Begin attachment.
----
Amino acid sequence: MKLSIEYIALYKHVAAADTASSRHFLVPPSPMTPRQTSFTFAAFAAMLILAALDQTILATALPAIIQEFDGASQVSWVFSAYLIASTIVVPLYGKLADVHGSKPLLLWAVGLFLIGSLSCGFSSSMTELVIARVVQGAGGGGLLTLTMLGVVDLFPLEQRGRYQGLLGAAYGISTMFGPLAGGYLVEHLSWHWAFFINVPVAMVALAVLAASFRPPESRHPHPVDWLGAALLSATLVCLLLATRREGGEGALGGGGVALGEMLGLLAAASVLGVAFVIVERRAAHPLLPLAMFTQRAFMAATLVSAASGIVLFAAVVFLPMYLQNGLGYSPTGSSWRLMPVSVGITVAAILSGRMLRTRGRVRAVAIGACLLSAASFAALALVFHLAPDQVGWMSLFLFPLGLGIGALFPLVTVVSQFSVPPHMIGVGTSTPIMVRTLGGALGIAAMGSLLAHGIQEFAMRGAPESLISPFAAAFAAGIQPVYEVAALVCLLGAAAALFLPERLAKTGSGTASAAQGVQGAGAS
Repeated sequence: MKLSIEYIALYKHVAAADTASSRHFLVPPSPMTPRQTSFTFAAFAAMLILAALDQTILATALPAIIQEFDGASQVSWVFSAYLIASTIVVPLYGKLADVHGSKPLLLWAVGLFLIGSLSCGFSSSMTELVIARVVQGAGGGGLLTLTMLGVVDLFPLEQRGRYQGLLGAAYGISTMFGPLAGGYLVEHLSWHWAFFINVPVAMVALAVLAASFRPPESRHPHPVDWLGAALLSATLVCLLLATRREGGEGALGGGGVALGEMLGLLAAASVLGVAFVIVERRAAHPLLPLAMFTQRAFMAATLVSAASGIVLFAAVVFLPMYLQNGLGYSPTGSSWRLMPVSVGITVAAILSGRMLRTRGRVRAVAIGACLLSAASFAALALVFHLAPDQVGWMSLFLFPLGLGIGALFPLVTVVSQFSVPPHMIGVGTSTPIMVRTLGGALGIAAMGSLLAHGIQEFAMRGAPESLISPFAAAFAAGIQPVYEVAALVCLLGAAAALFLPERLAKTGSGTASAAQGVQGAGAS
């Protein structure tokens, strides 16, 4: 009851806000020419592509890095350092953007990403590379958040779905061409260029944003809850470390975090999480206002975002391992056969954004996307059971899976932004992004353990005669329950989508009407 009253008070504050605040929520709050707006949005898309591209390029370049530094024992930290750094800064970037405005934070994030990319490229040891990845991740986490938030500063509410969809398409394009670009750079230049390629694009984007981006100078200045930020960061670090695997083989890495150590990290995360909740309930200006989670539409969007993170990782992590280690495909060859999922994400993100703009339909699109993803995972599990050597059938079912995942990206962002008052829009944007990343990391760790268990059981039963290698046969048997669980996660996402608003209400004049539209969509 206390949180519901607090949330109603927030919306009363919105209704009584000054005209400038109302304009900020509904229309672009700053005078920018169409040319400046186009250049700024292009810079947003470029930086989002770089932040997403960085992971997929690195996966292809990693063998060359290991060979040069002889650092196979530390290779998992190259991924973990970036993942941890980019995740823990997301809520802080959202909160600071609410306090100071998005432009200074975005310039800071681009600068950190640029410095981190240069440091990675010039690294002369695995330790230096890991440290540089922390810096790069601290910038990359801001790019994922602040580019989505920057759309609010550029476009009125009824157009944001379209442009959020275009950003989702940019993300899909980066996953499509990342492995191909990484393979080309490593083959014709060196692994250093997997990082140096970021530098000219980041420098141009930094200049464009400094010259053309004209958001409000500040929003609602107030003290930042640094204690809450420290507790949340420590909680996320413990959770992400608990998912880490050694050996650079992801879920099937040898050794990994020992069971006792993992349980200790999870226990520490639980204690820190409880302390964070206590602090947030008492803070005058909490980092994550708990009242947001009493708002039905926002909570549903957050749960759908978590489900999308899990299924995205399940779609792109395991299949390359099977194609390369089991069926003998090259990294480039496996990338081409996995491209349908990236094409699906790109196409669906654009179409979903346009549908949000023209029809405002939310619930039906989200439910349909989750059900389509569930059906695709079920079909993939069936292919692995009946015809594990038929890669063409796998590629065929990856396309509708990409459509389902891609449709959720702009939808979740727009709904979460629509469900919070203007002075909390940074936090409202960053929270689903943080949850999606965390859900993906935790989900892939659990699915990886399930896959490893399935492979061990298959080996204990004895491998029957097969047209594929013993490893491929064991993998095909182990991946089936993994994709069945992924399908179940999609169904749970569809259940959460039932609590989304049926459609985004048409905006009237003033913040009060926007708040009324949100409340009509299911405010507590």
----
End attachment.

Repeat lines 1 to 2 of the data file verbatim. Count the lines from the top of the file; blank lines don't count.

Amino acid sequence: MKLSIEYIALYKHVAAADTASSRHFLVPPSPMTPRQTSFTFAAFAAMLILAALDQTILATALPAIIQEFDGASQVSWVFSAYLIASTIVVPLYGKLADVHGSKPLLLWAVGLFLIGSLSCGFSSSMTELVIARVVQGAGGGGLLTLTMLGVVDLFPLEQRGRYQGLLGAAYGISTMFGPLAGGYLVEHLSWHWAFFINVPVAMVALAVLAASFRPPESRHPHPVDWLGAALLSATLVCLLLATRREGGEGALGGGGVALGEMLGLLAAASVLGVAFVIVERRAAHPLLPLAMFTQRAFMAATLVSAASGIVLFAAVVFLPMYLQNGLGYSPTGSSWRLMPVSVGITVAAILSGRMLRTRGRVRAVAIGACLLSAASFAALALVFHLAPDQVGWMSLFLFPLGLGIGALFPLVTVVSQFSVPPHMIGVGTSTPIMVRTLGGALGIAAMGSLLAHGIQEFAMRGAPESLISPFAAAFAAGIQPVYEVAALVCLLGAAAALFLPERLAKTGSGTASAAQGVQGAGAS
Repeated sequence: MKLSIEYIALYKHVAAADTASSRHFLVPPSPMTPRQTSFTFAAFAAMLILAALDQTILATALPAIIQEFDGASQVSWVFSAYLIASTIVVPLYGKLADVHGSKPLLLWAVGLFLIGSLSCGFSSSMTELVIARVVQGAGGGGLLTLTMLGVVDLFPLEQRGRYQGLLGAAYGISTMFGPLAGGYLVEHLSWHWAFFINVPVAMVALAVLAASFRPPESRHPHPVDWLGAALLSATLVCLLLATRREGGEGALGGGGVALGEMLGLLAAASVLGVAFVIVERRAAHPLLPLAMFTQRAFMAATLVSAASGIVLFAAVVFLPMYLQNGLGYSPTGSSWRLMPVSVGITVAAILSGRMLRTRGRVRAVAIGACLLSAASFAALALVFHLAPDQVGWMSLFLFPLGLGIGALFPLVTVVSQFSVPPHMIGVGTSTPIMVRTLGGALGIAAMGSLLAHGIQEFAMRGAPESLISPFAAAFAAGIQPVYEVAALVCLLGAAAALFLPERLAKTGSGTASAAQGVQGAGAS